Apple Tree Yard arrived on a tide of acclaim, hype and publicity. For the first time ever, I saw people in t-shirts bearing the book cover, handing out samplers of the book to people at train stations, on Piccadilly, everywhere. But then, the last thriller to arrive in such a fashion was The Silent Wife and, well, look how that turned out. So I approached with caution, since the synopsis detailing how in addition to being a thriller, this book is also “an insightful examination of the values we live by and the choices we make” didn’t really fill me with excitement either.
Yvonne Carmichael is fifty-two years old. Married with two grown children, she’s also a respected geneticist. When her work takes her to the Houses of Parliament, a chance meeting with a handsome stranger leads to an intense, sexually driven affair. Entirely out of character for her, Yvonne at first loves the danger, the excitement, the sex. But when events spin out of her control, she finds herself under arrest, with her previously comfortable life in tatters.
That’s not a spoiler, the arrest, since the book opens with Yvonne being cross examined at the Old Bailey. The prologue stops at a crucial juncture and then hauls us back to the beginning. Written in the first person, seemingly as one very long letter to her lover, there is a huge amount of “but this would only be important later” and “we would only realise this after it was too late” foreshadowing, which cranks the tension to a nigh on unbearable degree.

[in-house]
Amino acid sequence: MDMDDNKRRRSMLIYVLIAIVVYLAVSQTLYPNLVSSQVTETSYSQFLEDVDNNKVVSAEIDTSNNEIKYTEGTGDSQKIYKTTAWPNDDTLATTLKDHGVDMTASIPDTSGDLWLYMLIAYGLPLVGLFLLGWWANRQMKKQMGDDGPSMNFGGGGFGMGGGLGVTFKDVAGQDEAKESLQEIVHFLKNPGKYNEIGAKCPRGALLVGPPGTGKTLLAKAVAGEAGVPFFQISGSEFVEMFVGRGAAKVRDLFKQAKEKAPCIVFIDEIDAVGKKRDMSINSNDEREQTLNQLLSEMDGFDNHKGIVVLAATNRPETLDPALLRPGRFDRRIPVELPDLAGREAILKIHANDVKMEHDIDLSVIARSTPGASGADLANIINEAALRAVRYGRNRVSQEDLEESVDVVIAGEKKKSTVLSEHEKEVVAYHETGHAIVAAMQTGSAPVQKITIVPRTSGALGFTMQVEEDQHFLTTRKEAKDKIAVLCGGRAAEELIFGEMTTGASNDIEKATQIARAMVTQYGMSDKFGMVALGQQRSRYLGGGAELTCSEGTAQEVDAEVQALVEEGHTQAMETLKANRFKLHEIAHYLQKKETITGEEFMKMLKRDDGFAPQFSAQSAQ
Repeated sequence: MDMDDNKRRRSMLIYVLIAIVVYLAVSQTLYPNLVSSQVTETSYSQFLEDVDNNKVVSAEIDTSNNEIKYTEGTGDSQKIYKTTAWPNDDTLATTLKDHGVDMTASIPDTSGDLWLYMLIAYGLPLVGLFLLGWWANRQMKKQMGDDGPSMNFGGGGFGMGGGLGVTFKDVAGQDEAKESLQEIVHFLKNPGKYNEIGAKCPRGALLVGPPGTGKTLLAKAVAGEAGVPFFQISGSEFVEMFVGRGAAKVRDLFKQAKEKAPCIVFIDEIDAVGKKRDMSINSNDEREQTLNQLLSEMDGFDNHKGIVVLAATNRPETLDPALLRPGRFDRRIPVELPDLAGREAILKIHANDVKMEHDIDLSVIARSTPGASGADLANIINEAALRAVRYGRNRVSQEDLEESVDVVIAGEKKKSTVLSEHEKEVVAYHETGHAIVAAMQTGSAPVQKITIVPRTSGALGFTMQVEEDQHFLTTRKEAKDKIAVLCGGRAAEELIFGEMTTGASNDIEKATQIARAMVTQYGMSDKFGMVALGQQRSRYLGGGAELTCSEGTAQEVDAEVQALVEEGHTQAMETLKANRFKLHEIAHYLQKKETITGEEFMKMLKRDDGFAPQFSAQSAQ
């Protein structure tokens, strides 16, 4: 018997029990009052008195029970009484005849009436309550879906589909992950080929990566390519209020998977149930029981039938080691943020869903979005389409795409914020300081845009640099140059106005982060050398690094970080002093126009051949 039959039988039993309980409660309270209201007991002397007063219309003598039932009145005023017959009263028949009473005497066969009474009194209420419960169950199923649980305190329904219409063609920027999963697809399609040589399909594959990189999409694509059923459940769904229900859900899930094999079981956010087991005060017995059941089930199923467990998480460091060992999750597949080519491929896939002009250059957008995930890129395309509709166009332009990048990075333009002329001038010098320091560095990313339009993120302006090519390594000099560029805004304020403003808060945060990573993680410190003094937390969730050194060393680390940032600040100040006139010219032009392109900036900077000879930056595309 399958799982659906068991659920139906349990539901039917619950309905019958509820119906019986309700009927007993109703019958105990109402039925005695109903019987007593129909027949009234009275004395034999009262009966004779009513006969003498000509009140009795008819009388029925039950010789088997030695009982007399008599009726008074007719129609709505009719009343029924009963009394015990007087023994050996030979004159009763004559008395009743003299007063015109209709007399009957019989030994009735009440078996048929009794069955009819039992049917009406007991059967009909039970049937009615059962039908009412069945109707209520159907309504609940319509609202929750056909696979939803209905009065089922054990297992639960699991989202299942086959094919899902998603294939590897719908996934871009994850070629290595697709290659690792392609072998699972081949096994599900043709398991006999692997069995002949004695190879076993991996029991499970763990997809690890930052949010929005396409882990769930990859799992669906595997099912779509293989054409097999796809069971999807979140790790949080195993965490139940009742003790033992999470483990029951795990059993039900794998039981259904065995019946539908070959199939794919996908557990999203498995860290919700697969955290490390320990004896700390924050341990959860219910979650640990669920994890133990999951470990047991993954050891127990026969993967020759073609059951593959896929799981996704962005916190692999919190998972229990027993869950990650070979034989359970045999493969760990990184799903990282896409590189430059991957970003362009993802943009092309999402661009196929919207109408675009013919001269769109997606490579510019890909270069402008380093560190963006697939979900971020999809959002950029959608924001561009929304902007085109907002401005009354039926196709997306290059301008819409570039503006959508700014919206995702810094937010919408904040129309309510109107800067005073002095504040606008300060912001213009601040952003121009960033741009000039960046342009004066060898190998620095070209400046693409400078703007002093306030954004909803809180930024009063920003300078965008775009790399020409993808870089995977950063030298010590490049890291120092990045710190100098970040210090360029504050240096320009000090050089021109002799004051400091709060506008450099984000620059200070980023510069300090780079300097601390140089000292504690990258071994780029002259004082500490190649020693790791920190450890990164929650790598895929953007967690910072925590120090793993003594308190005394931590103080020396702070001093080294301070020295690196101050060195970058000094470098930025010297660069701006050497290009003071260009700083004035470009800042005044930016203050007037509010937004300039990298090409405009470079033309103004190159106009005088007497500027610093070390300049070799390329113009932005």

Also, the insightful examination isn’t just into the values and choices. Doughty pierces right to the heart of her main character and creates possibly the most three dimensional protagonist I’ve read this year. Yvonne is a maelstrom of conflicting emotions and she feels absolutely real. It makes reading the journey this affair takes her on all the more engrossing and upsetting.
I was so gripped and entranced by this book that I really felt like I hadn’t breathed for the last 60 pages. And when I exhaled, it was not with relief. Oh no. The last few pages afford Doughty the opportunity to gut punch the reader and when you come to the very end, you’ll be shaken and uncertain. At least, I was. Fuck me, what an absolutely astonishing novel.